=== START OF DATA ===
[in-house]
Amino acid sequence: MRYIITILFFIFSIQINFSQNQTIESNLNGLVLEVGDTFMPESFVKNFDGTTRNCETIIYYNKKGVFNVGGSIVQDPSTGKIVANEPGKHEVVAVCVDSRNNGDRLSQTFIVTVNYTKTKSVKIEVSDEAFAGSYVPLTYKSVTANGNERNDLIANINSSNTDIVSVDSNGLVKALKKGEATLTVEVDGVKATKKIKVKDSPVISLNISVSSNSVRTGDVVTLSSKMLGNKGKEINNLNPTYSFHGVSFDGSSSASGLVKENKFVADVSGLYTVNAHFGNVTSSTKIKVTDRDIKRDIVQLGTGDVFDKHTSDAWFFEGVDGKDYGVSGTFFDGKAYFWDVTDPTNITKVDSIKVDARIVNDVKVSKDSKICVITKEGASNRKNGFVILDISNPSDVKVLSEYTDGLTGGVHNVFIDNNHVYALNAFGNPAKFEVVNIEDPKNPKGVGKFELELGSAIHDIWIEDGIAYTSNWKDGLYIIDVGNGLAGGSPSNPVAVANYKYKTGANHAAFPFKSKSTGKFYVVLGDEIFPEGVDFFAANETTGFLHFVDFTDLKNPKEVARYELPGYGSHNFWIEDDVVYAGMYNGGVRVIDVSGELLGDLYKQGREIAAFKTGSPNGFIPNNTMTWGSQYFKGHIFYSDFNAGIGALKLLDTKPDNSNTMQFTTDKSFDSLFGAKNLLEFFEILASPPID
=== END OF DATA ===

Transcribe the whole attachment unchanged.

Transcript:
[in-house]
Amino acid sequence: MRYIITILFFIFSIQINFSQNQTIESNLNGLVLEVGDTFMPESFVKNFDGTTRNCETIIYYNKKGVFNVGGSIVQDPSTGKIVANEPGKHEVVAVCVDSRNNGDRLSQTFIVTVNYTKTKSVKIEVSDEAFAGSYVPLTYKSVTANGNERNDLIANINSSNTDIVSVDSNGLVKALKKGEATLTVEVDGVKATKKIKVKDSPVISLNISVSSNSVRTGDVVTLSSKMLGNKGKEINNLNPTYSFHGVSFDGSSSASGLVKENKFVADVSGLYTVNAHFGNVTSSTKIKVTDRDIKRDIVQLGTGDVFDKHTSDAWFFEGVDGKDYGVSGTFFDGKAYFWDVTDPTNITKVDSIKVDARIVNDVKVSKDSKICVITKEGASNRKNGFVILDISNPSDVKVLSEYTDGLTGGVHNVFIDNNHVYALNAFGNPAKFEVVNIEDPKNPKGVGKFELELGSAIHDIWIEDGIAYTSNWKDGLYIIDVGNGLAGGSPSNPVAVANYKYKTGANHAAFPFKSKSTGKFYVVLGDEIFPEGVDFFAANETTGFLHFVDFTDLKNPKEVARYELPGYGSHNFWIEDDVVYAGMYNGGVRVIDVSGELLGDLYKQGREIAAFKTGSPNGFIPNNTMTWGSQYFKGHIFYSDFNAGIGALKLLDTKPDNSNTMQFTTDKSFDSLFGAKNLLEFFEILASPPID